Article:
UK Lottery Protection Review Could Set a New Standard

Published July 18, 2019 by Lee R

UK Lottery Protection Review Could Set a New Standard

The UK is opening a key iGaming issue to the public: the need to fully protect society while benefiting.

The UK government is reviewing lottery age rules, another sign that the UK is serious about increasing protections that could help more iGaming verticals as well.

The Review

Sports and Civil Society Secretary Mims Davis has confirmed that the UK government is seeking
consultation for proposal review to increase the minimum age-of-play on National Lottery scratchcards and instant win games from 16 to 18.

The Outcome Options

The three options for policy outcomes of the review include doing nothing and leaving the minimum age as-is; raising the minimum age to 18 for National Lottery instant win games such as scratchcards and online instant win games; or raising the minimum age to 18 for all National Lottery games.

Initiative Goal

The goal of the initiative is to “ensure that young people are rightly protected from the potential risks of gambling-related harm, although these remain very low on all National Lottery games.”

The UK ministry has made it clear in no uncertain terms that the National Lottery will be required to make some gambling responsibility adjustments, according to a greater government policy of striving for the highest standards across all gambling verticals.

The Value of Lottery

Davies further explained the greater social value of lotteries to the state:

“The National Lottery raises vast sums for good causes, and society lotteries play a vital role in supporting local charities and grassroots organisations. These measures will ensure we create the best landscape so people across our communities can continue to benefit. But we also need to make sure that the National Lottery is fair and safe.”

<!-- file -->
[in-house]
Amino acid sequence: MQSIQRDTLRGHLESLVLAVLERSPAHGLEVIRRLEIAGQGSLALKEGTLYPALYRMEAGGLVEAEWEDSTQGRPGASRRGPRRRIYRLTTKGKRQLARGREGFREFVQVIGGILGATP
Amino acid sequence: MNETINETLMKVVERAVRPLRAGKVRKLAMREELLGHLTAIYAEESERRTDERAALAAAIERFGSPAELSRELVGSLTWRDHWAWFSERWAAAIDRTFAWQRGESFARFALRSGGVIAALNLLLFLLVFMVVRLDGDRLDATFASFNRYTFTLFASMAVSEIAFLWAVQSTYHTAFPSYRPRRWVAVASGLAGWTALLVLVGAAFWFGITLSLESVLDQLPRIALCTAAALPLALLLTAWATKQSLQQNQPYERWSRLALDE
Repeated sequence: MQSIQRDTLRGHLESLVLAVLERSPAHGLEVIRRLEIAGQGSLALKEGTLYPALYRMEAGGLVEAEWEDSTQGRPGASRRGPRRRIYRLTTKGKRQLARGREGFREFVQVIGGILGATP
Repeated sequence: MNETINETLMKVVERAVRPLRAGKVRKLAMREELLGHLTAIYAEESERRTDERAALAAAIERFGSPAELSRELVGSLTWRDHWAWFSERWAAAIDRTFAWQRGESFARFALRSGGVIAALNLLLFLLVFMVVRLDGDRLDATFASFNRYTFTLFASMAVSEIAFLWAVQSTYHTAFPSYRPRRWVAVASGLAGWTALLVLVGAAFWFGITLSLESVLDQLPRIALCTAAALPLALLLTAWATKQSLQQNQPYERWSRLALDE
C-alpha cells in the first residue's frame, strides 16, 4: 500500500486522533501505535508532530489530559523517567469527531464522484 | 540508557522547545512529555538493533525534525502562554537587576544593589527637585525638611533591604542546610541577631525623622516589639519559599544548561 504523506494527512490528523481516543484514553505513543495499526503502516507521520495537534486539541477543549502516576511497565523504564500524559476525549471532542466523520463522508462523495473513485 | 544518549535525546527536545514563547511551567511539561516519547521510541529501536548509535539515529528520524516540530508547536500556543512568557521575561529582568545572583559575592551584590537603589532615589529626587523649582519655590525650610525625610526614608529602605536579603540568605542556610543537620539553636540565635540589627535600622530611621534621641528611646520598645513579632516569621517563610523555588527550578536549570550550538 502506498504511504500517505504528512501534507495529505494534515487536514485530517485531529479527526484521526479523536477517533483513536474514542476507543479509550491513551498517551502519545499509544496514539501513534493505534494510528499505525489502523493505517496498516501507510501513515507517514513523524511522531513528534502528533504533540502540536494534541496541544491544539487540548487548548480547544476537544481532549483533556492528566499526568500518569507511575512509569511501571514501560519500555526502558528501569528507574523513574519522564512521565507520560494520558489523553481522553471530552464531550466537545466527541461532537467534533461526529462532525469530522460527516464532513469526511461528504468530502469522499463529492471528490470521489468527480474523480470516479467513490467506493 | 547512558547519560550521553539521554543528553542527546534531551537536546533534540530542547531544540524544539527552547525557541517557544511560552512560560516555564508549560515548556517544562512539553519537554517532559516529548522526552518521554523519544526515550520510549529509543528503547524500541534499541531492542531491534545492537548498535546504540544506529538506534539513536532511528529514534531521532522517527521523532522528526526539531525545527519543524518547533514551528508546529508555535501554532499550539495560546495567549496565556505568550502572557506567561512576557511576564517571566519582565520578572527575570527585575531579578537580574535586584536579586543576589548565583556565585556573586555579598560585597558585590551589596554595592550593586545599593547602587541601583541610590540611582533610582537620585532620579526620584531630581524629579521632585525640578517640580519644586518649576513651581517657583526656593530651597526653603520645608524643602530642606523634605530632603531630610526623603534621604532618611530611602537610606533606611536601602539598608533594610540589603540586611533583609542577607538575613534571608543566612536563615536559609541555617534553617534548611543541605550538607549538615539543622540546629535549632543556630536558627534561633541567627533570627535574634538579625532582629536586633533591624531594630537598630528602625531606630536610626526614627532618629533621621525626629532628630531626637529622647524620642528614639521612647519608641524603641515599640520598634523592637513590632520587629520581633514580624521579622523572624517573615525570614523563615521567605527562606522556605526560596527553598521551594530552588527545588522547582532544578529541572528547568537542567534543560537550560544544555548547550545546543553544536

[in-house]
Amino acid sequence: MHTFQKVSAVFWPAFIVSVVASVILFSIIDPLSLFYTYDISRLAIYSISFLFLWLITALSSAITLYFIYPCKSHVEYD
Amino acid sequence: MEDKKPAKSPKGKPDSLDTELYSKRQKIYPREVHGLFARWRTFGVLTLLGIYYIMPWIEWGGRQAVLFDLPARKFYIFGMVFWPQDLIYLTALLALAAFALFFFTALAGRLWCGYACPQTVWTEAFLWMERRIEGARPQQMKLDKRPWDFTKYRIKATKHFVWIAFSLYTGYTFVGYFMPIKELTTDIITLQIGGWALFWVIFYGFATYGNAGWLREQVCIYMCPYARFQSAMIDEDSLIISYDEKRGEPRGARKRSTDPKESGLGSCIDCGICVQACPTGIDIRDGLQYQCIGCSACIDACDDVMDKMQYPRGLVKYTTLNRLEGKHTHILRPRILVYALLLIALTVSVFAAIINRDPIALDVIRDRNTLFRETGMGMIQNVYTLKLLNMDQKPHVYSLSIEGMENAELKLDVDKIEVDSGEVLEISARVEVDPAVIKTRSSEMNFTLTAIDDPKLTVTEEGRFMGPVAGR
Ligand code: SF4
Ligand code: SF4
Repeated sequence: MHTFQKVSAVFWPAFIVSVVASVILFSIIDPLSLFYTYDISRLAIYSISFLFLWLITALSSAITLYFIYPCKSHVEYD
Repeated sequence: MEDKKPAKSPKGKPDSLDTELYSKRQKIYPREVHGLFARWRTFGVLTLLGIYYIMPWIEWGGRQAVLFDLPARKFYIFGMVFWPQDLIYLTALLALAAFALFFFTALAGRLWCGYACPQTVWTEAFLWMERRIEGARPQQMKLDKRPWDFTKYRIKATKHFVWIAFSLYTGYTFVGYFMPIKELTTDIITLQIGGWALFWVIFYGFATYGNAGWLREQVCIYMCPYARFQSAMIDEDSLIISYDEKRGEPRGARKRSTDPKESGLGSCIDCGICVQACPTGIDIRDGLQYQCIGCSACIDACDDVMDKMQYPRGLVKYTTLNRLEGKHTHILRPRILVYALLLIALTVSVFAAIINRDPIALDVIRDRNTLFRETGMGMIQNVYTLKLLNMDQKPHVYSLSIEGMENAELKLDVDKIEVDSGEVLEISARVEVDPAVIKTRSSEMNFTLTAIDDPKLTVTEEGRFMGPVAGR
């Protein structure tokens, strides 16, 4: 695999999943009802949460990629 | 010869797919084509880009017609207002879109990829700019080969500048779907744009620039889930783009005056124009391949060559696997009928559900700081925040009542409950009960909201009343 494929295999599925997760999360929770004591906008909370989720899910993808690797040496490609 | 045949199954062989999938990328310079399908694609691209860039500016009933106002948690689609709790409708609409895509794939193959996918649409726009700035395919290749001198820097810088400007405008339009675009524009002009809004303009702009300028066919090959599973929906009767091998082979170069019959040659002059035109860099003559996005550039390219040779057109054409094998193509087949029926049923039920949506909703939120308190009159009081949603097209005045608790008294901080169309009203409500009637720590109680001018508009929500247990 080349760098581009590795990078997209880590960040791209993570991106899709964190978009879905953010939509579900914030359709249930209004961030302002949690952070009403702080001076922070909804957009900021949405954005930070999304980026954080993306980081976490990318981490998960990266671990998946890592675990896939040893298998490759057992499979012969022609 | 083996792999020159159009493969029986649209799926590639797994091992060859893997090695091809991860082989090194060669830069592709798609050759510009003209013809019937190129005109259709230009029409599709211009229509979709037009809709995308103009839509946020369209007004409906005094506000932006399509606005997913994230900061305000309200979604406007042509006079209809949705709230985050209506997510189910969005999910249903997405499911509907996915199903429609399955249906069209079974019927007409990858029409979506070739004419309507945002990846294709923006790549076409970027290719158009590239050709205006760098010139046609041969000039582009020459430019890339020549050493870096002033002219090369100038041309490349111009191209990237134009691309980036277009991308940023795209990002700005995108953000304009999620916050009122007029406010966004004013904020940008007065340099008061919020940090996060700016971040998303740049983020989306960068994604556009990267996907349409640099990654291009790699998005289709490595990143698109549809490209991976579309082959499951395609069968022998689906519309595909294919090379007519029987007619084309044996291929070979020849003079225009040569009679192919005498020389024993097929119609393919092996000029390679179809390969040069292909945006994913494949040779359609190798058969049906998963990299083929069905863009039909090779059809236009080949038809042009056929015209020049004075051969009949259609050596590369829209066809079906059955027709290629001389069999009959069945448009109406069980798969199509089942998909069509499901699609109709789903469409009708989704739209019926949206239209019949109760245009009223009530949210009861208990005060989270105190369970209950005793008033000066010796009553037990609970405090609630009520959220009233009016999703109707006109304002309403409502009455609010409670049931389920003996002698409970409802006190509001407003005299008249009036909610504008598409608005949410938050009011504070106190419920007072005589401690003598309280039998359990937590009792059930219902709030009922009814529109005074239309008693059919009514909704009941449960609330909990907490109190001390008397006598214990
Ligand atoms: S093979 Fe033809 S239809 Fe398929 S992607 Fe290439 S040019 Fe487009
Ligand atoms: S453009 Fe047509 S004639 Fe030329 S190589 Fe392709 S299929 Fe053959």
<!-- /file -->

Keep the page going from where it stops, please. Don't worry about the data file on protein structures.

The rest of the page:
Opening the Challenge to the Public

The need to remove the imperfection of gambling vulnerability across the board in the marketing and use of the lottery clearly requires a collective and cooperative process: the UK has opened feedback for effective protection to the public.

According to Davies, “We are open to all feedback on changes to this and all of the various lottery products.”

Preparing for the Tender
The Consultation will enable the government to review comprehensive feedback on minimum age requirements from as wide a range of sources as possible ahead of the 4th National Lottery Licence which will consider the renewal of the operating contract of National Lottery provider Camelot Group, who has serviced the National Lottery since 1994.


Increased protections for a low risk context would represent the most proactive measure yet in determining more effective ways of protecting UK youth from problem gambling across the board: if the measures work in lottery protection, they can certainly be effective when adopted across games of chance and iGaming platforms with higher vulnerability rates.

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